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Fly (Australia)
supplement to the Canberra Times newspaper
August 9, 2007



Power of Personality
The Many Faces of Tori Amos


Queen of complexity

Tori Amos revels in being provocative - and her latest album is a classic album, Dave Curry writes.

Tori Amos' American Doll Posse is not your average pop album. That's obvious before you even get to the songs. Flipping through the CD cover, which introduces the album's five "characters," you come across an arresting image. It's Amos, dressed as a vampish housewife, standing in front of a nondescript suburban house with the Bible in one hand, the word "shame" scrawled on the other, and blood running down her inside leg.

Religion, menstruation, female sexuality and guilt - hardly themes that typically make it on to mainstream radio. But then, Amos is hardly your average artist. And while it's true she has enjoyed chart success during her 19-year recording career, Amos seems to go looking for trouble.

Consider the first single from the album, Big Wheel, which ran into trouble in America. There was nothing wrong with the song musically; it's up-tempo, impeccably produced and features one of Amos' bluesiest - and catchiest - melodies. A sure-fire hit, surely. But what's this at the end? Amos counts in so you don't miss it: "I am a M-I-L-F, don't you forget". The phrase is then repeated twice for good measure.

For the mystified, MILF is an acronym for Mothers I'd Like to F--- that has become widespread in internet pornography, referring to women who look older than 35 (Amos is 43). Unsurprisingly, mainstream American radio was less than impressed and refused to play the single (it was later re-recorded without the offending phrase). Instead of prudishness, however, Amos sees only double standards and a wider conspiracy to divide women for political purposes.

"The fact that it was being banned, when you can step-by-step go through how you're going to butcher somebody and say, 'I'm a maneater', on radio," Amos says. "To use a little [acronym] - I don't even say the words - that was enough, because it is taboo and it's a threat, if the spiritual side of woman claims the sexual side.

"That's what the whole Christian right wing is about: dividing the mother Mary and the Magdalene. You know this. When you integrate them, that means you're whole, and that is threatening to them. You have to understand why it's being banned - it proves my point."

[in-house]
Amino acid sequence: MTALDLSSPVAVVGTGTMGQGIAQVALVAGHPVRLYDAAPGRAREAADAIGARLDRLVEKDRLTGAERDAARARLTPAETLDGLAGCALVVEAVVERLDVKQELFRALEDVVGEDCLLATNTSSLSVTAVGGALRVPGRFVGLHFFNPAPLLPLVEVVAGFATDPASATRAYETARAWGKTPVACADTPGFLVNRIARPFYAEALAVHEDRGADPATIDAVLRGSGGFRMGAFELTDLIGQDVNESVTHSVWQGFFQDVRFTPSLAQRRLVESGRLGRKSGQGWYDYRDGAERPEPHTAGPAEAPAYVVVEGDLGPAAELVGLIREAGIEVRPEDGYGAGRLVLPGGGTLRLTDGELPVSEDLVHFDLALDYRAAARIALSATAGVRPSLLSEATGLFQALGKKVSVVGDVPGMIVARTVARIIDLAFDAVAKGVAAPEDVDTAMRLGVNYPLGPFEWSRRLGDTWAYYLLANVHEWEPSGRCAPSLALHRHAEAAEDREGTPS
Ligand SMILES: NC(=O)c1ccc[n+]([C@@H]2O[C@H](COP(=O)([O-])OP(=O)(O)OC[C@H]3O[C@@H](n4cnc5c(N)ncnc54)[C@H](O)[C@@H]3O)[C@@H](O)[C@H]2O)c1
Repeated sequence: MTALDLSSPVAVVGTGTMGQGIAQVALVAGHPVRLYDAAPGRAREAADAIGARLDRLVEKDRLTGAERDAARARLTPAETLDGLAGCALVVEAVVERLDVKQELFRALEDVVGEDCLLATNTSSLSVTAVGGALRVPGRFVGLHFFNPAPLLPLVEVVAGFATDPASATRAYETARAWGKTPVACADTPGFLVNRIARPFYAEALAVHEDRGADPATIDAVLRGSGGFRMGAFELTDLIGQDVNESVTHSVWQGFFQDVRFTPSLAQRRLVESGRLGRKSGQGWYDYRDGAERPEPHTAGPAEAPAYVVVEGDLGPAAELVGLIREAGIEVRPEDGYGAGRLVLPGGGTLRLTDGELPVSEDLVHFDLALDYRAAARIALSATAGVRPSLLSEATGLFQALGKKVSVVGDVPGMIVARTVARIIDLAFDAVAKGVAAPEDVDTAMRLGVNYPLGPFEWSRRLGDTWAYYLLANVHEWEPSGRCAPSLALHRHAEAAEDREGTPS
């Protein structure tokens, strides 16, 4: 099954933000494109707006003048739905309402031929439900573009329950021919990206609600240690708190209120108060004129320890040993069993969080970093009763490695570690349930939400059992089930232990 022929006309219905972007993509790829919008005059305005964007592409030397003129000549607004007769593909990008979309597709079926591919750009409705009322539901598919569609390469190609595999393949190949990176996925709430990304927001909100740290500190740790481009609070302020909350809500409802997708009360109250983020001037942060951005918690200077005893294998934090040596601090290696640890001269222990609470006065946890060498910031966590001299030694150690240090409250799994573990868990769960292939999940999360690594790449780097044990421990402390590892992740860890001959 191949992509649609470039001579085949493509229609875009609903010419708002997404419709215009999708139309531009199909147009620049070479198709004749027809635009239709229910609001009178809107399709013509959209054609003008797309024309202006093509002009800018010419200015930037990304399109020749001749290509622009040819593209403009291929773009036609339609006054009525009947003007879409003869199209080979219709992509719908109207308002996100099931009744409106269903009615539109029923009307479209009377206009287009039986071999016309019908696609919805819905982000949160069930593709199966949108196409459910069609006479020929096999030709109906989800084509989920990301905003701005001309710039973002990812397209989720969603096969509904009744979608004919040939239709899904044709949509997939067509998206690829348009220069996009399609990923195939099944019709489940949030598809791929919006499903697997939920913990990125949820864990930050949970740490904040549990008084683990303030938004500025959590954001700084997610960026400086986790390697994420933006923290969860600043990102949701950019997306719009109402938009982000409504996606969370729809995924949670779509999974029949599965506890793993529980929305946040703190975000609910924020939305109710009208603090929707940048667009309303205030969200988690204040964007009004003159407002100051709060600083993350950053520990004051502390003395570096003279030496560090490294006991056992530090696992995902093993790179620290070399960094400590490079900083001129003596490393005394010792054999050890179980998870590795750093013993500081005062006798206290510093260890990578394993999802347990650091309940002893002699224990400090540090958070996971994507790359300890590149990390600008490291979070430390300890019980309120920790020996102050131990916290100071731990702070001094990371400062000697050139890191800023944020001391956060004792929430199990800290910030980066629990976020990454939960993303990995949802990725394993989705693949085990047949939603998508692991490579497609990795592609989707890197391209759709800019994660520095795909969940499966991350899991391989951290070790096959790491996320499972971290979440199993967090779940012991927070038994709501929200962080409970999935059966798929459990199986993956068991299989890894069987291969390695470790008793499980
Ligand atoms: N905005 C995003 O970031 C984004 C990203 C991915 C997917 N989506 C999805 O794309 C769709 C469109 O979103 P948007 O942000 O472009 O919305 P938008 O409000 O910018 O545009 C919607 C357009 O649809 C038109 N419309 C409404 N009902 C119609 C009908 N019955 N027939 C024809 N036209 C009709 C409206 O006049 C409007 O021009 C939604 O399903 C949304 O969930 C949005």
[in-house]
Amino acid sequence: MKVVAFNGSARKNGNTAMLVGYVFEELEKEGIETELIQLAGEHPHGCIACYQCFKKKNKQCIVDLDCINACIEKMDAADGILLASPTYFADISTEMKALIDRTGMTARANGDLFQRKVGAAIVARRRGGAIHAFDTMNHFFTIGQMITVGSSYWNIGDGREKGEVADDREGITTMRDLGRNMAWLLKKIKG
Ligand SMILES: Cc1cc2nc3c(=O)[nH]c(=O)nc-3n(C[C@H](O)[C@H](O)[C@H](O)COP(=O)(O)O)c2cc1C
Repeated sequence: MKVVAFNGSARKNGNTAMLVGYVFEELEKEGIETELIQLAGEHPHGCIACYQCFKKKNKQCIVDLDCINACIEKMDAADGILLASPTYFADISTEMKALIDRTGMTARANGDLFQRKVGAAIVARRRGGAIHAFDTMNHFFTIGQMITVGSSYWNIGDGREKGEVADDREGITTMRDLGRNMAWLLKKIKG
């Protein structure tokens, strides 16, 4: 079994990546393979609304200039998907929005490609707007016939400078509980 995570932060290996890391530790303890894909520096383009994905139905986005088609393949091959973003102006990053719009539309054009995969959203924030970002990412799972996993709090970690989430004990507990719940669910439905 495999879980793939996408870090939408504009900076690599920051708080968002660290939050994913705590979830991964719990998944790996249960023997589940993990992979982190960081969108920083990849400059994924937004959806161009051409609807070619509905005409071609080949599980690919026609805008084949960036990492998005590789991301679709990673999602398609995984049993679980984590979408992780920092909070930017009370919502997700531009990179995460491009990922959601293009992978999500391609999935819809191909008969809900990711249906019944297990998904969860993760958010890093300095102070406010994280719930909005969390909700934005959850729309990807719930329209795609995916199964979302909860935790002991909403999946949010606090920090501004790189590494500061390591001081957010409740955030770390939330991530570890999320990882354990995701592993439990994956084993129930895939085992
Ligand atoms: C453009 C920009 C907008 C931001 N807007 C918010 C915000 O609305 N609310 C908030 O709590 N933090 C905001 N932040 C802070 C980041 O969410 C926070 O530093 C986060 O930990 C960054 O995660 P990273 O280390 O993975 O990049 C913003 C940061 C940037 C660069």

Um, perhaps. But is Amos embracing or subverting the sexual objectification?

"I don't need you, Dave, [as a man] to tell me I'm hot, whether you think so or not - it really doesn't matter to me," Amos says. "I have to claim that, whoever I am as a woman. As a mother [Amos has a six-year-old daughter, Natashya], to be able to look in the mirror and claim that, is the most powerful thing."

Amos is on the phone from Athens, Greece, which is apposite, as it happens.

Outraged by what she sees as the American Christian right's attempts to reduce women to either "mothers or whores," Amos looked to Greek mythology to launch a personal counter-attack. Early in the recording of the new album she decided to create no less than five female characters, or parts of her personality, based on the Greek goddesses Artemis, Persephone, Aphrodite, Athena and Demeter.

"I know that the thing the Christian right wing fears the most is the idea of a mother god," Amos says.

"So I decided to conjure their greatest fear and bring on a multiple group of mother gods, and that's the encoding the women need to remember, not these diluted Aphrodites. Come on, look at these broadsheets, these are little damaged Aphrodites that you see on the red carpet, they're not the real thing."